Ethnic studies is an inter-disciplinary area of study that incorporates the histories, traditions, literatures, and philosophies of the US people of color and their diaspora. While not limited it tends to focus on the US experience of African Americans, Asian Americans, Chicanos/Latinos, and Native Americans but can also include other race/ethnic groups in or outside the US. The field also lends itself to exploring issues of social justice and equality. Ethnic studies also includes the intersections of race/ethnic group members addressed in Women's studies, LGBTQ studies, and disability studies. The focus of a comparative ethnic studies is to consider two or more of these groups and explore any issue of interest in a comparative manner. That is, how does a singular group experience various social realities and how does this group's experience compare to another group also categorized by race/ethnicity.
Taking a few minutes to read about your topic in a specialized encyclopedia, dictionary or handbook may be one of the most effective and time saving research tips in this guide. These can help you define unfamiliar terms, locate quick biographical information, and verify dates and events.
The terminology/words you use when researching is extremely important. Do not always stick to the obvious or to your commonly used terms. Sometimes creativity and imagination pays off in finding excellent resources. When research any ethnic group consider all the possible terms used to describe that particular group. For example: African American, Afro American, Black, or Negro; Chicano, Mexican American, Hispanic, or Latino. When looking at ethnic groups with the Asian American population remember to consider the ethnic terms as well: Chinese American, Japanese American, Taiwanese American, Korean American, Filipino/Pilipino American. Spelling can also be key as well. When to use the "X"? Identity labels are sometimes hard to navigate around. The "X" is still new in research and unless the author uses Latinx or Chicanx in the title or abstract of the article, you will be missing some important research. What does the "X" mean? Remember consider all possibilities. Successful research can be about what terms you use so do not stay in your contemporary language or what you think might be the correct term to use. And since you will be using a variety of resources the databases to not all use the same terms across the board thus the need to consider all possible terms.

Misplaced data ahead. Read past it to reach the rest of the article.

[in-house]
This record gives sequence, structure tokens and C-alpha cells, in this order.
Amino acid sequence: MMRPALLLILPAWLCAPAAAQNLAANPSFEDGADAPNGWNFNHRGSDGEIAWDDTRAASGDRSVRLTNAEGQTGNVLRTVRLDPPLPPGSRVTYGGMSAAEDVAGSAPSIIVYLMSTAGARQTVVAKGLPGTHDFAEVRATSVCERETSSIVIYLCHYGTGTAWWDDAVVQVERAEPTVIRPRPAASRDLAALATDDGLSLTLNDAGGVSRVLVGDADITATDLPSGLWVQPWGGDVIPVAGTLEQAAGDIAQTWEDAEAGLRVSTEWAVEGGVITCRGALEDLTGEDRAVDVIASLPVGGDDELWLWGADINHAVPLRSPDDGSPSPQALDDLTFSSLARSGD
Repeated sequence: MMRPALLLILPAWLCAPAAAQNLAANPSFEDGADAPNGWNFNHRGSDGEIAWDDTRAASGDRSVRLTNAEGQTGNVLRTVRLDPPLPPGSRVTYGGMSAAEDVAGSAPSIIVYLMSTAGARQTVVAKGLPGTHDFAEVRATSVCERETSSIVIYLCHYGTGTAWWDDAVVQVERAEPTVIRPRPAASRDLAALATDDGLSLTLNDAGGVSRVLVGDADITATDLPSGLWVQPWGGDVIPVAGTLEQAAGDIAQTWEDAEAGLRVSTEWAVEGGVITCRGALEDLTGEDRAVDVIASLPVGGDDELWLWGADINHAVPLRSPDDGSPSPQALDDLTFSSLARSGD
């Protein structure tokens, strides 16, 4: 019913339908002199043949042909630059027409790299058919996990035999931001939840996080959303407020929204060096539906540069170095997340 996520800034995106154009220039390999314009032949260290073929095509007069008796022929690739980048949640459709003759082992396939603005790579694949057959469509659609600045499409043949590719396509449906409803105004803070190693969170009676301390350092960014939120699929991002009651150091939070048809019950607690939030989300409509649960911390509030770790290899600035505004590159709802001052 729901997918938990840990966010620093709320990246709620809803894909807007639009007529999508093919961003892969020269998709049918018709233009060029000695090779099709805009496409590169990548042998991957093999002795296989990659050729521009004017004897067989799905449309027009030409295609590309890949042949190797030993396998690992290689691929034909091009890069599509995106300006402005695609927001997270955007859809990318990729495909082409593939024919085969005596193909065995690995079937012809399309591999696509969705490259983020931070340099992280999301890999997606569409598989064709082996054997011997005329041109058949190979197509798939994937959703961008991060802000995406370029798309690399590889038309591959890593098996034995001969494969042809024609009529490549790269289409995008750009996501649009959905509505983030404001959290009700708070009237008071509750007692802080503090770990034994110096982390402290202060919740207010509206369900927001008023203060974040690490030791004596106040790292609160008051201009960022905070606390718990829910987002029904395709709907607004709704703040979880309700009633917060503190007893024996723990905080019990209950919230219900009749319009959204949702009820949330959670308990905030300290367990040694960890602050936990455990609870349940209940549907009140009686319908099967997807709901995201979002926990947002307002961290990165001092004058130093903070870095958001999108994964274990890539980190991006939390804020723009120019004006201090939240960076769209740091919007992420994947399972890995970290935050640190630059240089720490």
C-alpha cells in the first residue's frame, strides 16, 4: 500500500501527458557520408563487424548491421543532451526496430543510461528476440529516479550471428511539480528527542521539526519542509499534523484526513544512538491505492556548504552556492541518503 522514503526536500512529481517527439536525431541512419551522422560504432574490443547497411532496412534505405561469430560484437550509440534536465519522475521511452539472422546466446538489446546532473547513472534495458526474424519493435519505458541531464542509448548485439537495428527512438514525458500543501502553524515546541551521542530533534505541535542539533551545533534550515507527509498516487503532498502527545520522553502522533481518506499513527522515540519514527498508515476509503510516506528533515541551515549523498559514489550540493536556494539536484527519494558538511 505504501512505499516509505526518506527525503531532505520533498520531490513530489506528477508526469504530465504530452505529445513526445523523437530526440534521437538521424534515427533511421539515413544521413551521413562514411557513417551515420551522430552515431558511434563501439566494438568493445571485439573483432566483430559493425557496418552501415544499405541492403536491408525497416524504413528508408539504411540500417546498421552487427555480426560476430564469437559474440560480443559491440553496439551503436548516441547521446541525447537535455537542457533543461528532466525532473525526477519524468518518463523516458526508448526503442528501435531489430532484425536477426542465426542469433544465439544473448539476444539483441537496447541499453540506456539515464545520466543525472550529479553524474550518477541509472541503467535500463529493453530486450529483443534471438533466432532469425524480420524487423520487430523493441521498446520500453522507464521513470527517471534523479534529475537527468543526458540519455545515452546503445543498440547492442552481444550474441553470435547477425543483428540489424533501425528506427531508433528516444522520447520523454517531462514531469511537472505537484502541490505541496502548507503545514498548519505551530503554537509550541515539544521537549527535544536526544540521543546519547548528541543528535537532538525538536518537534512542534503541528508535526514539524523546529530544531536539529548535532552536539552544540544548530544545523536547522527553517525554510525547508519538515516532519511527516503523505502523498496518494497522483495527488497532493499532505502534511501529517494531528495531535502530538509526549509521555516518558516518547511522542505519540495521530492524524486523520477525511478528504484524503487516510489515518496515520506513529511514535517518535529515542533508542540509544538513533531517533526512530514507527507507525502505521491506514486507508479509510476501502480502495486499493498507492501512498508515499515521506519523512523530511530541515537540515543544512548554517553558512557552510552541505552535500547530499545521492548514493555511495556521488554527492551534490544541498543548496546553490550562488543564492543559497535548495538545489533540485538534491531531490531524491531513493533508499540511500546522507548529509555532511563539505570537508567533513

For other more specific guides see: